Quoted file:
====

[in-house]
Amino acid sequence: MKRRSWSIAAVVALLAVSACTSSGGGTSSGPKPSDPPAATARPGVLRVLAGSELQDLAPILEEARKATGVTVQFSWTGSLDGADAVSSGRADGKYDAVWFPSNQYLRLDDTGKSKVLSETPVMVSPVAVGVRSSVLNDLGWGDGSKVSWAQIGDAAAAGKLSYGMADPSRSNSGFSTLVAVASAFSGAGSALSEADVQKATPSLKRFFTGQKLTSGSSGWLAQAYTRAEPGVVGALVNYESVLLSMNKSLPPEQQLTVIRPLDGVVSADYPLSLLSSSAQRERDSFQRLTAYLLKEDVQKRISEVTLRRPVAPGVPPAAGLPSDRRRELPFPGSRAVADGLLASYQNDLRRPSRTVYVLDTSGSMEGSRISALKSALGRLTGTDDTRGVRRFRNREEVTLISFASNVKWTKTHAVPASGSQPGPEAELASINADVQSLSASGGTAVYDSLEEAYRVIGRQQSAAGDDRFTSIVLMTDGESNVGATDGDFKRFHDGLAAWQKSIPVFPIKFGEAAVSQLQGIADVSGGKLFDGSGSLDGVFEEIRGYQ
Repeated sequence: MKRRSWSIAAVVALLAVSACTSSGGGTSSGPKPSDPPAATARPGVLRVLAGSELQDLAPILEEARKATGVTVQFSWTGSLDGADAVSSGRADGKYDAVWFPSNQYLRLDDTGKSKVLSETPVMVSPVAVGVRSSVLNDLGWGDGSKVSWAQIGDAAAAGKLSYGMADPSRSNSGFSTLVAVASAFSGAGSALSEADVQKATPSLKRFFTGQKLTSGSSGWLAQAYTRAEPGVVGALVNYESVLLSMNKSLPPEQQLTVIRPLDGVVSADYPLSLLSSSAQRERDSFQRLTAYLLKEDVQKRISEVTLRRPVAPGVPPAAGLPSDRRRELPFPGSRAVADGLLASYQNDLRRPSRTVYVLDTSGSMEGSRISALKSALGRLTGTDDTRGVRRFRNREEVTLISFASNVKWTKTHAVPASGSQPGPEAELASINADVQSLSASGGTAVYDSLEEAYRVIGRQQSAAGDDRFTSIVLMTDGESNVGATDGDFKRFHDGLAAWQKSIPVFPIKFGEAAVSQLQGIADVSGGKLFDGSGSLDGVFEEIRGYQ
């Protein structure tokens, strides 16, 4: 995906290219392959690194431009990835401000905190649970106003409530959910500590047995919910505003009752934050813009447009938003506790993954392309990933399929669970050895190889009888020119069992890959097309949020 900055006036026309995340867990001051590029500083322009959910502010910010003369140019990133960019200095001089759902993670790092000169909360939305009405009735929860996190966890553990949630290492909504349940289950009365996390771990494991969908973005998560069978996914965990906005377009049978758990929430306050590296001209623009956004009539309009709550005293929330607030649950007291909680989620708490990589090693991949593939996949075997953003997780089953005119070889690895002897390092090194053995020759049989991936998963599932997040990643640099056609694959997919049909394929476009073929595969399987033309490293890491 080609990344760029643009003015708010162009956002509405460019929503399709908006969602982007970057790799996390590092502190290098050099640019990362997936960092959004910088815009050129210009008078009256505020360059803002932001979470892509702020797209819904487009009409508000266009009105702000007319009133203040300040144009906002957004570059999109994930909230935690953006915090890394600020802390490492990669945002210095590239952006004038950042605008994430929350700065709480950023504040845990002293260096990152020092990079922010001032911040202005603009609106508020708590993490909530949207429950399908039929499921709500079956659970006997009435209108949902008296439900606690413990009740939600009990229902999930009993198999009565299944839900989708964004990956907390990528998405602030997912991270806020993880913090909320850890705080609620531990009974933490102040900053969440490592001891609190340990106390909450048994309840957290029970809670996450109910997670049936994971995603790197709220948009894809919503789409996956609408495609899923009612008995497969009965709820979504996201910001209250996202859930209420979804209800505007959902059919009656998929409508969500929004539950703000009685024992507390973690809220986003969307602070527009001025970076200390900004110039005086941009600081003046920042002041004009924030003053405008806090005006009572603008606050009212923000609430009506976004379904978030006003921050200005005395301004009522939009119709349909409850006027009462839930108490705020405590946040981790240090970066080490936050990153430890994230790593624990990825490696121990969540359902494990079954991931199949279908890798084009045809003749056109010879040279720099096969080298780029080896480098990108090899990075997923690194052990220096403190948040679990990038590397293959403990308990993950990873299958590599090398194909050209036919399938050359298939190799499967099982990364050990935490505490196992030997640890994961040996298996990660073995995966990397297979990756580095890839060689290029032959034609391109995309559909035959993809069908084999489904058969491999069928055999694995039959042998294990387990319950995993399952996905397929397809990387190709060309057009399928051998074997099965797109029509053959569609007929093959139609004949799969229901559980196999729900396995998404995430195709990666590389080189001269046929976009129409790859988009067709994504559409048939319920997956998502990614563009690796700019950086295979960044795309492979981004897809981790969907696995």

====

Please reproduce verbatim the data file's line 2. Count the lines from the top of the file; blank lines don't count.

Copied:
Amino acid sequence: MKRRSWSIAAVVALLAVSACTSSGGGTSSGPKPSDPPAATARPGVLRVLAGSELQDLAPILEEARKATGVTVQFSWTGSLDGADAVSSGRADGKYDAVWFPSNQYLRLDDTGKSKVLSETPVMVSPVAVGVRSSVLNDLGWGDGSKVSWAQIGDAAAAGKLSYGMADPSRSNSGFSTLVAVASAFSGAGSALSEADVQKATPSLKRFFTGQKLTSGSSGWLAQAYTRAEPGVVGALVNYESVLLSMNKSLPPEQQLTVIRPLDGVVSADYPLSLLSSSAQRERDSFQRLTAYLLKEDVQKRISEVTLRRPVAPGVPPAAGLPSDRRRELPFPGSRAVADGLLASYQNDLRRPSRTVYVLDTSGSMEGSRISALKSALGRLTGTDDTRGVRRFRNREEVTLISFASNVKWTKTHAVPASGSQPGPEAELASINADVQSLSASGGTAVYDSLEEAYRVIGRQQSAAGDDRFTSIVLMTDGESNVGATDGDFKRFHDGLAAWQKSIPVFPIKFGEAAVSQLQGIADVSGGKLFDGSGSLDGVFEEIRGYQ